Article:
"I was very strongly impacted by the Black Power Revolution even though I was at convent at the time, so, therefore, the opportunity to join or even be part of the revolution was very limited because you couldn't be seen taking part, and of course my mother was very strict. But, I read everything that was in the newspapers about the revolution and I was really, really interested as a young black person in TT. I had experiences about the issues that had been raised by the revolution and, therefore, I was really moved by the phrases 'black is beautiful' and 'say it loud, we're black and proud'.

"It gave the feeling that being black was not being less because I think at that time there was that sense in society. At the time, Africans were given the slave master's European name and their original African names were lost. I felt nobody would have ever known that I was an African no matter what I did. Our legacy would have been our African name. When I looked it up, Wendy means flighty and I wanted a name to be more reflective of who I am. I chose Zakiya because when I was small many people commented on how intelligent I was. Zakiya means intelligent, Naila means one who succeeds, and Uzoma means the right way because I always thought that whatever we do, we must do it the right way. My second husband's surname was Wadada which means love."

Uzoma-Wadada said her experience (with the committee) has been an extremely fulfilling one. She said she had a love for teaching since she was a child and the committee offered her the opportunity.

"I work with a lot of young people, do a lot of mentoring and coaching. All the work we do with community groups also gives me that opportunity. The ideas of the organisation I totally identify with, which is raising the consciousness of the African population, to help them have a better understanding of who we are, our own history and therefore a better sense of self.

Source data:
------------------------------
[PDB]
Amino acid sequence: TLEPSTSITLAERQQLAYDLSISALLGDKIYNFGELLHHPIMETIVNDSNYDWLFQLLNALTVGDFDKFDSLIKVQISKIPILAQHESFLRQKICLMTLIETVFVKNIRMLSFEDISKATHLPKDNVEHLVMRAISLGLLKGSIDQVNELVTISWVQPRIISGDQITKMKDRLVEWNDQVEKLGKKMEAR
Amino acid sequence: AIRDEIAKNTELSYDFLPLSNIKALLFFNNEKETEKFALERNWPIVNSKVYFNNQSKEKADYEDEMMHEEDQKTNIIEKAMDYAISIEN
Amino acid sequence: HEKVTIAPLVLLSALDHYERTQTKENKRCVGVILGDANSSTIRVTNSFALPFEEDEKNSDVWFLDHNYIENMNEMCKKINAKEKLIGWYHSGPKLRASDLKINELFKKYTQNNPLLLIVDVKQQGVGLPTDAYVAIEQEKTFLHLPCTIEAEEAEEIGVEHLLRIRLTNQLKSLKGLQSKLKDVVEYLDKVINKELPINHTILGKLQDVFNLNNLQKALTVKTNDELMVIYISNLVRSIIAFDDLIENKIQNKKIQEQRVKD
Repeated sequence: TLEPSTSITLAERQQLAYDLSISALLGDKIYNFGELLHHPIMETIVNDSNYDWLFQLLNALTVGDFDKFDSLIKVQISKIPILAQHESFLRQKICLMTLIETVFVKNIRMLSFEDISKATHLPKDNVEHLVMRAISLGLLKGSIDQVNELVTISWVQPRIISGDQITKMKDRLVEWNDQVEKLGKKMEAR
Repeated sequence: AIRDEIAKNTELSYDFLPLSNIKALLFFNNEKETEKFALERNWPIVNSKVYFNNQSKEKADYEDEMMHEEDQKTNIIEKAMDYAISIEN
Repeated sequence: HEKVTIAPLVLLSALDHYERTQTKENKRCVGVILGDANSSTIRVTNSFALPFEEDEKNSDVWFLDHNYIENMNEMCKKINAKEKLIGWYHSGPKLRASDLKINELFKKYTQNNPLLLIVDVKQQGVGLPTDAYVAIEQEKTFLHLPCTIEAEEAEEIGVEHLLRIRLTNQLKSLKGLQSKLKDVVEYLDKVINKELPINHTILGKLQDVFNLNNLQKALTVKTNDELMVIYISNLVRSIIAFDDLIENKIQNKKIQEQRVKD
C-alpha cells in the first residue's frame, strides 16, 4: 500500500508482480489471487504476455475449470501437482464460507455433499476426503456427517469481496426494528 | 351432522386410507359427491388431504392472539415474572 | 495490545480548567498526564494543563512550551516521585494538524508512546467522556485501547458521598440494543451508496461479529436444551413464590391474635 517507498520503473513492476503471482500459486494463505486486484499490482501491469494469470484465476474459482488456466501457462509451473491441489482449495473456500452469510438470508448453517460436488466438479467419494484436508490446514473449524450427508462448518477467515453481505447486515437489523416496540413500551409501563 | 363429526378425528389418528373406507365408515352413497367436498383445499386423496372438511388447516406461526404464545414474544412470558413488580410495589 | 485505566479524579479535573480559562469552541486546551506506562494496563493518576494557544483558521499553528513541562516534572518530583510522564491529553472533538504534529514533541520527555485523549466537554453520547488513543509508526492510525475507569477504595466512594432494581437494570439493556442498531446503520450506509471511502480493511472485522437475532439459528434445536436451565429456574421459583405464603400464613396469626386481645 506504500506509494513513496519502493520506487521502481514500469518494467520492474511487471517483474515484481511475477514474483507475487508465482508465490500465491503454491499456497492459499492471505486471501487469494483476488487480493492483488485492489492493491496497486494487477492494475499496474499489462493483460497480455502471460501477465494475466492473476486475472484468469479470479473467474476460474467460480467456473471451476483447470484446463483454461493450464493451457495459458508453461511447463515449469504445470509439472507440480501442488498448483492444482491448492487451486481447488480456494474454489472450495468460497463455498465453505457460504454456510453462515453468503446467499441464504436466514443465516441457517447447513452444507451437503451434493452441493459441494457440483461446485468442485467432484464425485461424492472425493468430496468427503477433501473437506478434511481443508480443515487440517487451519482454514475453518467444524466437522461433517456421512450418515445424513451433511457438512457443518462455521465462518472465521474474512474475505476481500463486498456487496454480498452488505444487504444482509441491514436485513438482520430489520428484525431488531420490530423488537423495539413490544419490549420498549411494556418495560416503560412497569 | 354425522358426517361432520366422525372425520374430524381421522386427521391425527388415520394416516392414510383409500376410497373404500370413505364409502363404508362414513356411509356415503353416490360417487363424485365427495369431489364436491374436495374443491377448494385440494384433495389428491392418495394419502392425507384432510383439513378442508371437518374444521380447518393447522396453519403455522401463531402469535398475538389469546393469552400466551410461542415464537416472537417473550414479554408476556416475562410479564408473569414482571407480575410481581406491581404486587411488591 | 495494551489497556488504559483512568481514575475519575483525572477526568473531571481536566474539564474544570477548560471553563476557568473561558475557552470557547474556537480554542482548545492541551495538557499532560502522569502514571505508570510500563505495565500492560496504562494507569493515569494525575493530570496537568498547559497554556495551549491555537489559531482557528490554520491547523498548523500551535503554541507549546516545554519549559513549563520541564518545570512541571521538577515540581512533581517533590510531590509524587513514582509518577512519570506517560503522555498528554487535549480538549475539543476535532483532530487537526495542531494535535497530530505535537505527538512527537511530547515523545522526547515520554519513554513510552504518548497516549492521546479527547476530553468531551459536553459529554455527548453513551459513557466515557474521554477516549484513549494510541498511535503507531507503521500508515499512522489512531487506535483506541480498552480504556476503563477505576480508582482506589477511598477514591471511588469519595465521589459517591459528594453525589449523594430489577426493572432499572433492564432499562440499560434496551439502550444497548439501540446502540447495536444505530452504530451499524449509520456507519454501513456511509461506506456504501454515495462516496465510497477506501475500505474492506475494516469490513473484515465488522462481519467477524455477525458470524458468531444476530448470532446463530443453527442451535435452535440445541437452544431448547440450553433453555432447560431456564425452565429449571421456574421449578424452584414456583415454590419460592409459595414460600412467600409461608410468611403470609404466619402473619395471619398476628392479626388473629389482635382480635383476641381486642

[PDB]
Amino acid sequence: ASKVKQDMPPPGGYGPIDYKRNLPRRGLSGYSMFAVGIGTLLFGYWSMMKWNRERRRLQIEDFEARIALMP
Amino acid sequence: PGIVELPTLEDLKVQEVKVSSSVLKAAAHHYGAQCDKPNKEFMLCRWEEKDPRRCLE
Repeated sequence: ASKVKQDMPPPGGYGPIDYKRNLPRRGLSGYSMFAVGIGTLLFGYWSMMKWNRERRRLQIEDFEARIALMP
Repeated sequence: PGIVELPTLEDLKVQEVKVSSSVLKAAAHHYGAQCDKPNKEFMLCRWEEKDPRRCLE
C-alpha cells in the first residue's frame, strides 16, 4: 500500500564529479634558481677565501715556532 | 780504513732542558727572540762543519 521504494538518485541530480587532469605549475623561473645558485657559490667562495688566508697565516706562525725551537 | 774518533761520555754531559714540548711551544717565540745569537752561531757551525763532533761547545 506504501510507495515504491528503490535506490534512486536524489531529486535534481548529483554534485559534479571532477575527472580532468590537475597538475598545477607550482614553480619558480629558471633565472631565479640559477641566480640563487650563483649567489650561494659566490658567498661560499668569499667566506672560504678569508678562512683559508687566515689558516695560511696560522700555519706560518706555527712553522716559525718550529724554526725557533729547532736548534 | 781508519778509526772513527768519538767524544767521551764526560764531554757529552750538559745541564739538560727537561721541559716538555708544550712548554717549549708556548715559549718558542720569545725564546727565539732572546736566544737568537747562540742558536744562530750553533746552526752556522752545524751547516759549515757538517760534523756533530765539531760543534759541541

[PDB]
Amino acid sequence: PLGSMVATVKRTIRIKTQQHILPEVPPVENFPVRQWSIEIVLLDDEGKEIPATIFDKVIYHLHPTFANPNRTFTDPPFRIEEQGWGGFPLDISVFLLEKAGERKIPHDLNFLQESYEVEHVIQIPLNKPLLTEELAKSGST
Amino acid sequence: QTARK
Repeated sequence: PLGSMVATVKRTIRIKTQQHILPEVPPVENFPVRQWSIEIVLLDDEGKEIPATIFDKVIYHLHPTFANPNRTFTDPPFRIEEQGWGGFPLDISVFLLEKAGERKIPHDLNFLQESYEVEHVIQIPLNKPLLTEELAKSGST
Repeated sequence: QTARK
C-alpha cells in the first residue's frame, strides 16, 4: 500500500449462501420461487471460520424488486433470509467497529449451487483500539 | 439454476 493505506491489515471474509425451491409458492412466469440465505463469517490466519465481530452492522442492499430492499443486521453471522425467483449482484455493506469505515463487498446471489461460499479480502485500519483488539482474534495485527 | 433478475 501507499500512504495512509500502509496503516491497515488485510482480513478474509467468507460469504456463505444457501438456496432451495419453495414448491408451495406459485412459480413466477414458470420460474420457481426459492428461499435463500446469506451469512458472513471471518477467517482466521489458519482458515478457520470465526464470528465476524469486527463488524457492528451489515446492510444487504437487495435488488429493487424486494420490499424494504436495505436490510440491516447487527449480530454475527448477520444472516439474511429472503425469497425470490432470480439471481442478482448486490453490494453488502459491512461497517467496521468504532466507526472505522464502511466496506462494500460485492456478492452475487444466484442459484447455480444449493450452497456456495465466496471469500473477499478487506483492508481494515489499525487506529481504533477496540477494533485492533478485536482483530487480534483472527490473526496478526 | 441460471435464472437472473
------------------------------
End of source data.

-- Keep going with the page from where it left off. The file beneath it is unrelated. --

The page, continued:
"The organisation helps me to play those roles and use the skills that I have to apply them. It is very difficult and challenging work because we work with limited resources. But, that is what makes it such an accomplishment because we have to overcome so many hurdles. We have to become very creative."

Uzoma-Wadada said she has always admired Kambon for many years, for his approach to the struggle, his selfless commitment, his "do-or-die, never give up, we are going to be here no matter what kind of spirit and attitude."

"The board commits totally to the work of the organisation. When I joined the organisation, it was at the point where it was now beginning to try and develop itself to a fully-fledged development organisation. I had to bring all my skills to the organisation in the capacity of executive director to get it to that level. It is a work in progress and it is continuing to grow."

She admitted that there would be some changes, over time, when she takes over as chairman.

"This is something I have given a lot of thought to and then, of course, I am female. The organisation, since 1992, has been led by Khafra, who has made his mark on the organisation. Now I, as a female, who will be executive chairman will have to play a new role. Khafra will still play a role in the area of our international relations and human rights programme.

"Yes, I would like to believe there are areas of the work that I may want to really want to approach differently, or maybe do some of the things we wanted to do and continue to work at to make sure things get done. The organisation is still going to be managed by the board and therefore we continue to be guided by the decisions of the board."

Uzoma-Wadada did say that one of her new plans will be pursuing new relationships and developing approaches as to how the organisation will work with partners to improve partnerships.

"One of my focus would be the development and strategic partnerships and how that continues to help the organisation to grow and maintain its sustainability. Those are the areas I am particularly focused on."


"Zakiya’s mission as first woman to lead Emancipation Support Committee"